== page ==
The Tabernacle

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THE tribe of Levi was divided into three families, under his three sons, Gershon, Kohath, and Merari. Each had his own separate place of encampment around the Tabernacle, and to each was committed a peculiar charge and burden. The Merarites, who encamped on the north, watched over, erected, and carried all the solid framework of the building, the pillars of the surrounding courts, together with the sockets of silver and brass.
The Gershonites pitched towards the west, and had under their care the curtains, hangings, and coverings of the Tabernacle and court, which they also bore on the journeys: whilst to the Kohathites, whose camp was south, were allotted the charge and carriage of the holy vessels. Thus was all distributed among these three families of Levites, and the burden of one was kept distinct from that of another.
In like manner, we may divide the truth under three heads: the solid foundation and framework, without which the Tabernacle itself could not be spread abroad, portray the great verities on which the whole of salvation rests, viz: the Person of Him who is God and Man, the eternal, unchanging, and unchangeable Son of God, Jesus Christ, the same yesterday, and to-day, and forever.
The varied colors, as well as costly materials, of which some of the beautiful draperies were fashioned, attracted and pleased the eye of the beholder, both by their brilliancy and tasteful arrangement. So does the eye of faith explore and delight in the display of God manifest in the flesh. The character and ways of Jesus, and His blessed work accomplished on the cross, reveal Him to us, and make Him manifest as the Son of God.
The holy vessels of different forms and adapted to different uses, but all to one end-that Israel might have access to God-represent the priestly offices of Christ, which depend on the glories of His person, and result from the perfection of His work.
In pursuing the subject, this subdivision will, in measure be retained. But, though prominence be given to one aspect or portion of truth, yet the Spirit of God would always have us contemplate the one undivided Christ. If His character be displayed, it is in order that He may be revealed. If His offices are more particularly before us, it is that we may " know HIM." The soul is not nourished by mere abstract statements of the character, or even of the work of the Lord. HE is the living bread: His flesh and blood must be eaten, as He says, " As the living Father hath sent me, and I live by the Father; so he that eateth ME, even he shall live by me."-John 6:5757As the living Father hath sent me, and I live by the Father: so he that eateth me, even he shall live by me. (John 6:57).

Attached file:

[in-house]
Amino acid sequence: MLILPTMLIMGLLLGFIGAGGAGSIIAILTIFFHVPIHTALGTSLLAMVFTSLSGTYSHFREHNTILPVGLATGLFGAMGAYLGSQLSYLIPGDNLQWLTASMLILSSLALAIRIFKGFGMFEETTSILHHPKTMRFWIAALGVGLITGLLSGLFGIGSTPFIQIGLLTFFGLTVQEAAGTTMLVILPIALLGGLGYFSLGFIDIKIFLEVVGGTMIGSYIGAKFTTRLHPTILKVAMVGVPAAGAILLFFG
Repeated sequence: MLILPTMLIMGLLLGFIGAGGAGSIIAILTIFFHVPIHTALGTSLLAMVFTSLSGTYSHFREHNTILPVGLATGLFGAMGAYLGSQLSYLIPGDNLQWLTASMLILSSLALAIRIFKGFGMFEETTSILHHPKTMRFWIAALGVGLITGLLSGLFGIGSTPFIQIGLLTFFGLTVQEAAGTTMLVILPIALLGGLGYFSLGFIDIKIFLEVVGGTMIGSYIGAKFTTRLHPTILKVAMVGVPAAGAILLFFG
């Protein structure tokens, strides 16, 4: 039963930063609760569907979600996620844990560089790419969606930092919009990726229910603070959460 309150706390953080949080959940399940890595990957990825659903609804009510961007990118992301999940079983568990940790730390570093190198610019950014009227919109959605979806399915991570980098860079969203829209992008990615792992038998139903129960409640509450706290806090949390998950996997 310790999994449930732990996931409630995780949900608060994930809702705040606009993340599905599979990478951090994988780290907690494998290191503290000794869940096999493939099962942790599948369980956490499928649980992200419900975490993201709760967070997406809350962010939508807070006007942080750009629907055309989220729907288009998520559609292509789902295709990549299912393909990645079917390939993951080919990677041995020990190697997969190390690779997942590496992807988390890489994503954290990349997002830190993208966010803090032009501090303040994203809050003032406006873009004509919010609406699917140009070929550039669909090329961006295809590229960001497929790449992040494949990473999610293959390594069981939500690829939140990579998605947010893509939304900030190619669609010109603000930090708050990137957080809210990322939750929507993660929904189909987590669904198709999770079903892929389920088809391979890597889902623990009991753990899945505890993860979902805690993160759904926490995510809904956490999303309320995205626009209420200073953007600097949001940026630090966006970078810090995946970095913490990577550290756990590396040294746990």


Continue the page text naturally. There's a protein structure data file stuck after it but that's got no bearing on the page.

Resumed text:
When Moses received directions from God respecting the Tabernacle, the order in which the vessels and parts were enumerated, was different from that in which they were subsequently made. Thus the Ark, the Shewbread table, and the Candlestick were first described to him; then the Curtains, Coverings, Vail, and Door; after that, the altar of Burnt-offering, and Boards, and Bars, of the Tabernacle. In the order of construction, the Curtains, Coverings, Boards, Bars, and Sockets-in fact the whole Tabernacle was first fashioned before the Vail and Door, or any of the vessels were made. The order followed in this exposition will be, first to consider the various Curtains and Hangings, and the Courts formed by them: and subsequently, the Boards, Bars, Pillars, and Sockets; first the Gershonite, and then the Merarite charge. In doing so, the Vail has been selected by way of commencement, because we have a distinct Scripture in the New Testament, directing us to its typical signification. " The Vail, that is to say, His flesh."-Heb. 10:2020By a new and living way, which he hath consecrated for us, through the veil, that is to say, his flesh; (Hebrews 10:20). And if we can, by means of this key, unlock some of the hidden treasures contained in this type, we shall be better able to arrive at the true interpretation of the other parts.